Edible straws could replace single-use plastic items

UCD-led project aims to reduce food waste to landfill and plastic pollution

Agrocycle has invented a range of innovative products made from food waste to help reduce single-use plastic. Photograph: Conor McCabe Photography

Agrocycle has invented a range of innovative products made from food waste to help reduce single-use plastic. Photograph: Conor McCabe Photography

 

Edible drinking straws and cups made from potato pulp could replace single-use plastic items, according to researchers making new products from agricultural and food waste.

“The idea of drinking straws that people can eat – with flavours and colours added – is something hotels, restaurants and canteens will be interested in,” said Shane Ward, professor of biosystems engineering from University College Dublin (UCD) at a demonstration on Friday of new eco-friendly foods and packaging.

Rice-cream dessert, rice cookies and rice bread made from rice husks were among the new products showcased by Agrocycle, a UCD-led project bringing together researchers from eight EU countries as well as China and Hong Kong.

A bioplastic with a coating made from potato pulp to improve shelf life of food products was another prototype, developed by an Agrocycle team in the Fraunhofer Institute in Germany.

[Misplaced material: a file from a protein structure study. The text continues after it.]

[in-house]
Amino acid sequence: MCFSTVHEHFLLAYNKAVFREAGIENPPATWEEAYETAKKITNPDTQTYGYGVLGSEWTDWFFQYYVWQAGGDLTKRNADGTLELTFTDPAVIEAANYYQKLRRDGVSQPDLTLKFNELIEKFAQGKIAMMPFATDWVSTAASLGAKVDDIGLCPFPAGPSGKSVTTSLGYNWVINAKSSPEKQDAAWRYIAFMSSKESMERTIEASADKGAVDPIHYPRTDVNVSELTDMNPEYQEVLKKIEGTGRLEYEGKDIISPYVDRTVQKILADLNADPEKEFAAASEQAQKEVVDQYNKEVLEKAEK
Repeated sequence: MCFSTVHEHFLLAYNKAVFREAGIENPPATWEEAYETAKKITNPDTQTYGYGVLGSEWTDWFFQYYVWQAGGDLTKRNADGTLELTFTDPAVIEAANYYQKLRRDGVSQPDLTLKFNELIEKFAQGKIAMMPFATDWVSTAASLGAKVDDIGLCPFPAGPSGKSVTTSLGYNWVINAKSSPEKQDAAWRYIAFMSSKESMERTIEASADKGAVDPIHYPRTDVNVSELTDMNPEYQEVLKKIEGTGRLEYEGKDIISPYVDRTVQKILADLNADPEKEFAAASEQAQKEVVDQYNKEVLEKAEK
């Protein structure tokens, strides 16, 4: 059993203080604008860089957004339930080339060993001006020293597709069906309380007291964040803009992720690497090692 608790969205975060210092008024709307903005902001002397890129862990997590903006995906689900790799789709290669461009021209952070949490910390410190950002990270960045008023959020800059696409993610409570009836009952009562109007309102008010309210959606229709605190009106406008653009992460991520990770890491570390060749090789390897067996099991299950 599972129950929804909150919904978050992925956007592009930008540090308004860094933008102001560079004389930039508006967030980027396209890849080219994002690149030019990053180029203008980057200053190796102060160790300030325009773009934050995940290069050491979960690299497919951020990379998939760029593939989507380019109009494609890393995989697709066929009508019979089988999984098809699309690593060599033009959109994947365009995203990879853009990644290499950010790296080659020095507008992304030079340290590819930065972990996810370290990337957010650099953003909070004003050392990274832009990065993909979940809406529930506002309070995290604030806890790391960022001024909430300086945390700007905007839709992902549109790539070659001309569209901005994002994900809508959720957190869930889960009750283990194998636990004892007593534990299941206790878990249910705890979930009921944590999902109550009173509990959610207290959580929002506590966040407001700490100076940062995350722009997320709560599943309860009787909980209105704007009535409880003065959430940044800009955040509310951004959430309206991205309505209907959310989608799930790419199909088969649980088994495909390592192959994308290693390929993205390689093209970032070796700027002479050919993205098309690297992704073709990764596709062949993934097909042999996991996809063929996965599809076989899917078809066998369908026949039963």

“This will meet the consumer demand for green packaging and reduce plastic pollution by providing a sustainable and functional alternative to fossil fuel-based plastics,” said researcher Andreas Stabler.

Waste materials

The aim of the project, according to Tom Curran, project co-ordinator at UCD, is to provide farmers and food processors with more valuable options for waste materials while reducing both food waste to landfill and plastic pollution.

“Farmers currently give away agricultural waste or get a small price for it. For example, they can only sell rice bran for animal feed but we are showing how there are more valuable human food alternatives for it,” said Prof Curran.

As well as developing biodegradable packaging and new human foods, the Agrocycle project has discovered ways of diverting food from landfills.

For example, researchers found that residues from growing mushrooms were a nutritional feedstuff for pigs. “About 10 per cent of mushrooms harvested in tunnels go to waste because they are the wrong size or shape but our researchers found mushrooms are a good way of getting vitamin D into pigmeat,” said Prof Curran.

A website, www.agrocycle.eu, which allows farmers and food producers to connect and sell their waste to biogas energy producers and start-up companies developing new products, was also launched at the event at the Department of Agriculture, Food and Marine research site in Celbridge, Co Kildare on Friday.

The website will enable farmers to sell their agricultural waste to start-up food and packaging companies as well as to bio-digesters which turn agricultural and food waste into biogas which is then used to supply electricity.

“The current EU target is that 20 per cent of gas will be supplied by biodigesters in Ireland by 2030,” said Agrocycle researcher Ciara Beausang.

Up to 20 per cent of fruit and vegetables produced by farmers was wasted and sending this material to a biodigester “would give them a higher value for their waste”.

Food companies making potato crisps, cheeses and readymade meals have also shown interest in sending their food waste to biodigesters for conversion to biogas.